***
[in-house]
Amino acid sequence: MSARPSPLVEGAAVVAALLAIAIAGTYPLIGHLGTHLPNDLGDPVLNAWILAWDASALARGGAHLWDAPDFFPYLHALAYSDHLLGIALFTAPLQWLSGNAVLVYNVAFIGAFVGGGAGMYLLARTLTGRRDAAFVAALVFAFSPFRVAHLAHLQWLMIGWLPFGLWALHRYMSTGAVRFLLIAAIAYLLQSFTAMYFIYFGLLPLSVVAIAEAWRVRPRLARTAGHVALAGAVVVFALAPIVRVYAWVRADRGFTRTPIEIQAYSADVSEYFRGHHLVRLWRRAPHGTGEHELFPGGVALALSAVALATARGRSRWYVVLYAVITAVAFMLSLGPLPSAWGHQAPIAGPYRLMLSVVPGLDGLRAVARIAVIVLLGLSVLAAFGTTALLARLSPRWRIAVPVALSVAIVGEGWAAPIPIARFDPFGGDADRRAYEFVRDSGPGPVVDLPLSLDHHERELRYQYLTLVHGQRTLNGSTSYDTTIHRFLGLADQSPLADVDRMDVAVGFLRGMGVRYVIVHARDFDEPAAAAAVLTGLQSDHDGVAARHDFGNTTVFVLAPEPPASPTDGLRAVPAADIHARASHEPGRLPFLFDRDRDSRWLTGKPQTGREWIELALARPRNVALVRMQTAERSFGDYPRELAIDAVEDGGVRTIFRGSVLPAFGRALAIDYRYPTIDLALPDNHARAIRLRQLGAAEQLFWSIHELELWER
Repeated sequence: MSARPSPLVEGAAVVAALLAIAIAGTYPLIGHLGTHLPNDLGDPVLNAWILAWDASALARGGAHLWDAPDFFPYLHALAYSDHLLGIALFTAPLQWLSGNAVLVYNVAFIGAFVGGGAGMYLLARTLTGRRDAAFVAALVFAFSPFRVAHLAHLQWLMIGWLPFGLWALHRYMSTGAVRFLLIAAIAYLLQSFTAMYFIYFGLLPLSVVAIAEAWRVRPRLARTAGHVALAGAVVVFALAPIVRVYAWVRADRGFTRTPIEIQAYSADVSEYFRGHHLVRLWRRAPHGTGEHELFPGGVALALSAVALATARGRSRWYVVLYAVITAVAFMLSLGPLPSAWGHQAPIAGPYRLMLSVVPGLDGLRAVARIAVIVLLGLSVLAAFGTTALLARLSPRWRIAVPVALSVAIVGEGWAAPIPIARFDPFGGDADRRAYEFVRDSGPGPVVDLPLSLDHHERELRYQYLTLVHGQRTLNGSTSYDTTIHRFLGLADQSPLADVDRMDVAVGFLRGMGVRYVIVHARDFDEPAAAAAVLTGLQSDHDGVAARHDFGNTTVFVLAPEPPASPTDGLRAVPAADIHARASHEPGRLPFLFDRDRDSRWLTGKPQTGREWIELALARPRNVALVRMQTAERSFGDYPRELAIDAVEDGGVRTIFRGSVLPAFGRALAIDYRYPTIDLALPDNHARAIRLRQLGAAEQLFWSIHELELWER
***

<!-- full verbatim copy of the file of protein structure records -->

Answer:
[in-house]
Amino acid sequence: MSARPSPLVEGAAVVAALLAIAIAGTYPLIGHLGTHLPNDLGDPVLNAWILAWDASALARGGAHLWDAPDFFPYLHALAYSDHLLGIALFTAPLQWLSGNAVLVYNVAFIGAFVGGGAGMYLLARTLTGRRDAAFVAALVFAFSPFRVAHLAHLQWLMIGWLPFGLWALHRYMSTGAVRFLLIAAIAYLLQSFTAMYFIYFGLLPLSVVAIAEAWRVRPRLARTAGHVALAGAVVVFALAPIVRVYAWVRADRGFTRTPIEIQAYSADVSEYFRGHHLVRLWRRAPHGTGEHELFPGGVALALSAVALATARGRSRWYVVLYAVITAVAFMLSLGPLPSAWGHQAPIAGPYRLMLSVVPGLDGLRAVARIAVIVLLGLSVLAAFGTTALLARLSPRWRIAVPVALSVAIVGEGWAAPIPIARFDPFGGDADRRAYEFVRDSGPGPVVDLPLSLDHHERELRYQYLTLVHGQRTLNGSTSYDTTIHRFLGLADQSPLADVDRMDVAVGFLRGMGVRYVIVHARDFDEPAAAAAVLTGLQSDHDGVAARHDFGNTTVFVLAPEPPASPTDGLRAVPAADIHARASHEPGRLPFLFDRDRDSRWLTGKPQTGREWIELALARPRNVALVRMQTAERSFGDYPRELAIDAVEDGGVRTIFRGSVLPAFGRALAIDYRYPTIDLALPDNHARAIRLRQLGAAEQLFWSIHELELWER
Repeated sequence: MSARPSPLVEGAAVVAALLAIAIAGTYPLIGHLGTHLPNDLGDPVLNAWILAWDASALARGGAHLWDAPDFFPYLHALAYSDHLLGIALFTAPLQWLSGNAVLVYNVAFIGAFVGGGAGMYLLARTLTGRRDAAFVAALVFAFSPFRVAHLAHLQWLMIGWLPFGLWALHRYMSTGAVRFLLIAAIAYLLQSFTAMYFIYFGLLPLSVVAIAEAWRVRPRLARTAGHVALAGAVVVFALAPIVRVYAWVRADRGFTRTPIEIQAYSADVSEYFRGHHLVRLWRRAPHGTGEHELFPGGVALALSAVALATARGRSRWYVVLYAVITAVAFMLSLGPLPSAWGHQAPIAGPYRLMLSVVPGLDGLRAVARIAVIVLLGLSVLAAFGTTALLARLSPRWRIAVPVALSVAIVGEGWAAPIPIARFDPFGGDADRRAYEFVRDSGPGPVVDLPLSLDHHERELRYQYLTLVHGQRTLNGSTSYDTTIHRFLGLADQSPLADVDRMDVAVGFLRGMGVRYVIVHARDFDEPAAAAAVLTGLQSDHDGVAARHDFGNTTVFVLAPEPPASPTDGLRAVPAADIHARASHEPGRLPFLFDRDRDSRWLTGKPQTGREWIELALARPRNVALVRMQTAERSFGDYPRELAIDAVEDGGVRTIFRGSVLPAFGRALAIDYRYPTIDLALPDNHARAIRLRQLGAAEQLFWSIHELELWER